Colchicine vs Allopurinol – Which Is Better For Gout Treatment?

Gout is a form of arthritis which that can affect anyone. It is characterized by swelling, redness, and tenderness in the joints as well as severe attacks of pain.

The CDC reports that more than 8 million people in the United States are affected by this condition every year. It is the most frequent form of inflammatory arthritis in men, but women also become more susceptible to this painful condition, especially after menopause.

The large joint at the base of the big toe is the most common site for a gout attack. It can also affect other joints including – knees, ankles, fingers, wrists, and elbows.

Causes

This condition is caused by the accumulation of uric acid crystals in tissues of the body and too much uric acid in the bloodstream. Uric acid is a breakdown product of purines, chemical compounds found in most drinks and foods we eat. A problem in handling uric acid can cause gout as well as kidney stones.

Leading causes of an elevated uric acid level in the blood include:

  • genetics – more than 20 percent of individuals with this condition have a family history;
  • lead toxicity;
  • obesity;
  • alcohol – consuming too many alcoholic beverages keeps the human body from removing uric acid. In addition, beer is made with brewer’s yeast, that is very high in purines;
  • diet – a regular diet containing high-purine foods can lead to gout flares. These foods include – beef kidneys, gravy, game meats, herring, mackerel, liver, mushrooms, sardines, and animal glands;
  • certain drugs, especially diuretics. They reduce the kidneys’ capacity to get rid of urate properly;
  • other conditions, including – hypothyroidism (underactive thyroid gland), hypertension, psoriasis, hemolytic anemia, and some inherited conditions in which the enzyme helping control uric acid doesn’t work as it should. This condition is also frequent in individuals with transplanted organs due to the drugs which are required.

Symptoms

Common signs of a gout attack include:

  • stiffness in the joint;
  • tenderness in the joint;
  • sudden and severe pain in a joint, commonly early in the morning or in the middle of the night;
  • slight fever;
  • loss of appetite;
  • nausea;
  • the skin over the joint may be hot;
  • swelling of the affected joint.

Here are two medicines used for this condition:

Colchicine

It is a prescription drug which is available as the brand-name drug Colcrys. Also, it is available as a generic drug.

SEE ALSO:  List Of Celebrities With Turner Syndrome (Linda Hunt?)

This drug is actually a toxic natural product and secondary metabolite extracted from plants of the genus Colchicum. It works by lessening the build-up of uric acid crystals which cause pain in the affected joint and decreasing swelling. It does not cure this painful condition, but it will help prevent sudden gout attacks.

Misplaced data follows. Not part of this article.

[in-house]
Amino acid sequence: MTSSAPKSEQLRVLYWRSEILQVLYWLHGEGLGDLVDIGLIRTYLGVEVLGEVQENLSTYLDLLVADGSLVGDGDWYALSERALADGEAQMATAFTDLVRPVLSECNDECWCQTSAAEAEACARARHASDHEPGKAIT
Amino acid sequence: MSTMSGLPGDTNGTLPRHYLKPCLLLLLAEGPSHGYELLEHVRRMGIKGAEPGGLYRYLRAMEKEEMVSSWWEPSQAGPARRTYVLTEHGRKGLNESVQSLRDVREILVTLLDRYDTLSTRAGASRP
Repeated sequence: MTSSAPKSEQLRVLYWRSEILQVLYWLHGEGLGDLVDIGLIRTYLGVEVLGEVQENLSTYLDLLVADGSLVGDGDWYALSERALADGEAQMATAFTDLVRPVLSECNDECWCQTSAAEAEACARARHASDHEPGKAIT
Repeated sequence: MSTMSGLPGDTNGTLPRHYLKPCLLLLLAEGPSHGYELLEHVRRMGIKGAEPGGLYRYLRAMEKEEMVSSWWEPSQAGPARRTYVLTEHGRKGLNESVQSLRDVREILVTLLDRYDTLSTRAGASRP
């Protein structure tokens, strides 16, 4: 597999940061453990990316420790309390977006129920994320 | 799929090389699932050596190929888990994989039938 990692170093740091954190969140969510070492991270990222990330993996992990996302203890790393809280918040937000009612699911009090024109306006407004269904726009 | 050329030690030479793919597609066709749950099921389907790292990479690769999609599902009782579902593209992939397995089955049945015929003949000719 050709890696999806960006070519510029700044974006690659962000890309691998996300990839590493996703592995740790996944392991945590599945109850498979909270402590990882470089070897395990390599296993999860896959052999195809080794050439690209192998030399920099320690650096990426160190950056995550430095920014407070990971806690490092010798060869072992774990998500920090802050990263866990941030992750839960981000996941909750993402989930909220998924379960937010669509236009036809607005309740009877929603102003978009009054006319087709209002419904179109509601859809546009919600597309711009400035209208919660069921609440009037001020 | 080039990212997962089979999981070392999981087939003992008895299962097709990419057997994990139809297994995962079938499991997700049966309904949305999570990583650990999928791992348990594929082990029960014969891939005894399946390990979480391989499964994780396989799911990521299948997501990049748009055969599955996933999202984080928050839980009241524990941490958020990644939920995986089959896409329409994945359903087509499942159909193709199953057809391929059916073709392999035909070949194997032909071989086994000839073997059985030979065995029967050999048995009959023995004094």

Uses

It is typically used to prevent attacks of gout, particularly when nonsteroidal anti-inflammatory drugs, like – ibuprofen or naproxen cannot be used.

Moreover, it is also used to treat familial Mediterranean fever (also called recurrent polyserositis) in children 4 years of age and older and adults.

Dosage

Take one tablet 2-4 times per day until the pain eases, unless your healthcare provider instructs you otherwise.

Important note – do not take more than 12 tablets during an attack.

Side Effects And Precautions

Gastrointestinal disorders are the most frequent side effects of this medicine. They may indicate that the colchicine dose needs to be reduced or stopped since these are the first signs of toxicity. These symptoms include – nausea, diarrhea, abdominal pain, and vomiting.

Rare side effects may include:

  • muscle weakness;
  • hair loss;
  • reduced sperm count;
  • blood disorders, especially with prolonged treatment;
  • damage to the kidneys or liver;
  • bleeding in the stomach;
  • change in the menstrual periods;
  • needles sensation in feet and hands.

Before taking this medicine, tell your healthcare provider if you have heart disease, kidney or liver disease, ulcerative colitis, a stomach ulcer, intestinal bleeding, or Crohn’s disease.

If you are allergic to any foods, drugs, or other substances also tell your healthcare professional about the allergy. Usual symptoms of an allergic reaction include:

This medicine should be used with extra-caution by debilitated patients, seniors, and people with renal, cardiac, hepatic, or gastrointestinal problems. Alcohol can considerably decrease this drug’s effectiveness and increase its possible side effects, thus, avoid alcoholic beverages while using this medicine.

Allopurinol 

It is an inhibitor of xanthine oxidase, a compound in the human body which is responsible for the production of uric acid.

Zyloprim is the brand name of this medicine. In 1966, it was approved for medical use in the US. It is on the WHO’s List of Essential Medicines.

SEE ALSO:  Top 10 Foods Highest in Caffeine

Uses

It is used to reduce the levels of uric acid in the blood which occur because of blood disorders linked to cancer, like – lymphomas (cancer of the white blood cells and immune system) and leukemias. Also, it is used to prevent kidney stones, gout, and kidney damage that are caused by uric acid.